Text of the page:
Maurice responded with humor. “Don’t even think about calories or cholesterol when you eat in France. Simply enjoy! A little bit never hurt anyone! Even too much on certain days never hurt anyone. We only live once!”

“Can you tell my husband is a true ‘foodie’?” Juliette interjected with a grin.

Maurice bowed with an extravagant flourish as applause reverberated around the table. “Champagne goes very well with this meal, if you care to continue, or we have a fine Châteauneuf-du-Pape red—and, of course, always there is beer for those who prefer.”

After he slipped his arm around Juliette’s waist, they wished everyone in unison, “Bon appétit!”

During the meal, Maurice answered questions about the difference between a boucher, a butcher who sells raw meat, and a true charcutier, someone who prepares the foods they were eating.

“Of course,” he explained, “you will discover we can thank the Ancient Romans for many of our traditions.”

And that was just the beginning … from breakfasts of warm, buttery croissant, pain au chocolat, pain aux raisins, farm fresh eggs and fruit straight from the orchard through exquisite multi-course meals (or sometimes simple but delicious baguette sandwiches) ... and then there is a simple green salad followed by cheese. Lots of cheese choices! The grand finale consists of luscious desserts of crème brulée, profiteroles, crêpes, gateaux, tarte tatin, tarte au citron … Are you full yet? You may think I’m exaggerating, mais non! And somehow over there, it all works as hours are spent savouring and appreciating each morsel. Bon appétit!



Along with the food, Drawing Lessons is a story about friendship, art, discovery and hope … set amidst the beauty of Arles and the unique Camargue, in the Bouches-du-Rhône area of the south of France.



Thanks for stopping by to share your food for thought, Patricia!




You can find Patricia here:




Friday, September 29, 2017

FOODFIC: Please Welcome Caroline Clemmons, Author of The Texan's Irish Bride



Thank you, Shelley, for inviting me to your fun blog. One of the things all characters (as well as readers and writers) do is eat. Usually, authors don’t dwell on the food served. In his or her head, though, the writer knows all the delicious recipes that will be prepared.

In my book The Texan's Irish Bride, Dallas McClintock hosts a huge party for his family and friends and for the wedding of his brother-in-law and one of the Traveler lasses. This group includes the McClintock family and that of his bride, Cenora O’Neill McClintock.

Dallas prepares his secret chili recipe for the party. Yes, he keeps it a secret but—shhhh—I’ll share it with you.* Now that the weather is cooling in most areas, chili is a welcome meal on a cold night. (I love it year round.) It’s easy to prepare in large batches for a party. If there’s any left over, chili freezes well for a quick meal later.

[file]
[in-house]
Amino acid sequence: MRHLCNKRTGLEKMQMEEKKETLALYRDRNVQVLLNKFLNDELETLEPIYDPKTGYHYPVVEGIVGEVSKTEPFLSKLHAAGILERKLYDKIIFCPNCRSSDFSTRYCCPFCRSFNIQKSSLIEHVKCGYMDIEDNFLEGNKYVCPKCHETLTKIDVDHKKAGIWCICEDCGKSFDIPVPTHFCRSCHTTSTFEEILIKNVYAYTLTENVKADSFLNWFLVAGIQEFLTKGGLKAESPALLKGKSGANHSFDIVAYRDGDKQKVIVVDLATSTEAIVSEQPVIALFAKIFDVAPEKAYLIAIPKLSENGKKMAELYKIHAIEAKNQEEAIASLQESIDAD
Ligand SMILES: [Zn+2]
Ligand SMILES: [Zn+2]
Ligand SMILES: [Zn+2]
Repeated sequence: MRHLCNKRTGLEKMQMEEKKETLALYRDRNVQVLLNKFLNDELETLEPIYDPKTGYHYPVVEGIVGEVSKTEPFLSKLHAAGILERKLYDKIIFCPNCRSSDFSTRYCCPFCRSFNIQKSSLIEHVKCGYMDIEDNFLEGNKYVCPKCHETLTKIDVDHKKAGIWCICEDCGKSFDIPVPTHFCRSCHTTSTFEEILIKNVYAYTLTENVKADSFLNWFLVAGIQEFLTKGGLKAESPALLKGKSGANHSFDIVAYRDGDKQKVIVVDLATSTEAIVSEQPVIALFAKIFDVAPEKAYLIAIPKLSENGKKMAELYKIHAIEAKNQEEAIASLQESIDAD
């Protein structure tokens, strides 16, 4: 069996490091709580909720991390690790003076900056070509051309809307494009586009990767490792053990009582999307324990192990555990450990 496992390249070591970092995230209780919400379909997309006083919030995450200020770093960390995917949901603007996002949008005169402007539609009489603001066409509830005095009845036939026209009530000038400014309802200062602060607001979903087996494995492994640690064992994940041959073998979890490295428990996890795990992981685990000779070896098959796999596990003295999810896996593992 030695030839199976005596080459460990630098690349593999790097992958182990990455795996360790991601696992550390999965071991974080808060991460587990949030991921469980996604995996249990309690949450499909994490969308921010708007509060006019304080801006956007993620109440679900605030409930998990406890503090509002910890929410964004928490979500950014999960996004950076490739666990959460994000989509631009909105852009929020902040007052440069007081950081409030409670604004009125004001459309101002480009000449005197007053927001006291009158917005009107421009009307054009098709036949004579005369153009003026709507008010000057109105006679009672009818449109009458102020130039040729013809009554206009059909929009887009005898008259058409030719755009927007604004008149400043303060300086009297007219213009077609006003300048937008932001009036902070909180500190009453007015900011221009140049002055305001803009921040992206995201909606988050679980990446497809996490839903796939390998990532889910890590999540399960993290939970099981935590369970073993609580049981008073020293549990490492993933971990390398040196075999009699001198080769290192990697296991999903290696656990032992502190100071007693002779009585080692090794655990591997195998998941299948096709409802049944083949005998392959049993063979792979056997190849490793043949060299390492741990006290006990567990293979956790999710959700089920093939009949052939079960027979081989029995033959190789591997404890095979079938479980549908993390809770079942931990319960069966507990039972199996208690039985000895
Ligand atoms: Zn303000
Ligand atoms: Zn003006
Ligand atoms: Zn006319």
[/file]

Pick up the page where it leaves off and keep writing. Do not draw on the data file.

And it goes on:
Chili is a favorite for entertaining at our house. I provide dishes of tortilla chips, grated cheese, minced spring onions, pinto beans, cornbread muffins, butter, and honey as well as serving potato salad and other chilled salads. In my opinion, chili is a traditional Southwest food that has gained popularity throughout the United States.

When I wrote The Texan's Irish Bride, book 1 of the McClintock series, I did a lot of research. After its release, many readers asked for a book about Finn O’Neill, older brother of Cenora. Once again, I dug into research for book 2, Finn's Texas Bride. Book 3, McClintock's Reluctant Bride, didn’t require as much research. In November, I’ll release the fourth book in this series, Daniel. This book has me immersed in research to be as factual as possible in Daniel’s treatment. I hope you’ll read and enjoy this entire series (and my other series, too). To get you started, The Texan's Irish Bride is free (links below).


Thanks for stopping by to share your food for thought, Caroline!



Through a crazy twist of fate, Caroline Clemmons was not born on a Texas ranch. To compensate for this illogical error, she writes about handsome cowboys, feisty ranch women, and scheming villains in a small office her family calls her pink cave. She and her Hero live in North Central Texas cowboy country where they ride herd on their rescued cats and dogs. The books she creates there have made her an Amazon bestselling author and won several awards.



You can find Caroline here:






*          *          *          *          *           *          *          *          *          *          *

*Dallas McClintock’s Fandango Chili con Carne
[usually shortened to Chili]
From The Texan's Irish Bride  By Caroline Clemmons

5 lbs. Chili meat or ground beef, or combination of 4lbs. Beef or Venison and 1 lb. Pork sausage (I use only beef in a combination of 2 lbs. chili meat and 3 lbs. ground beef)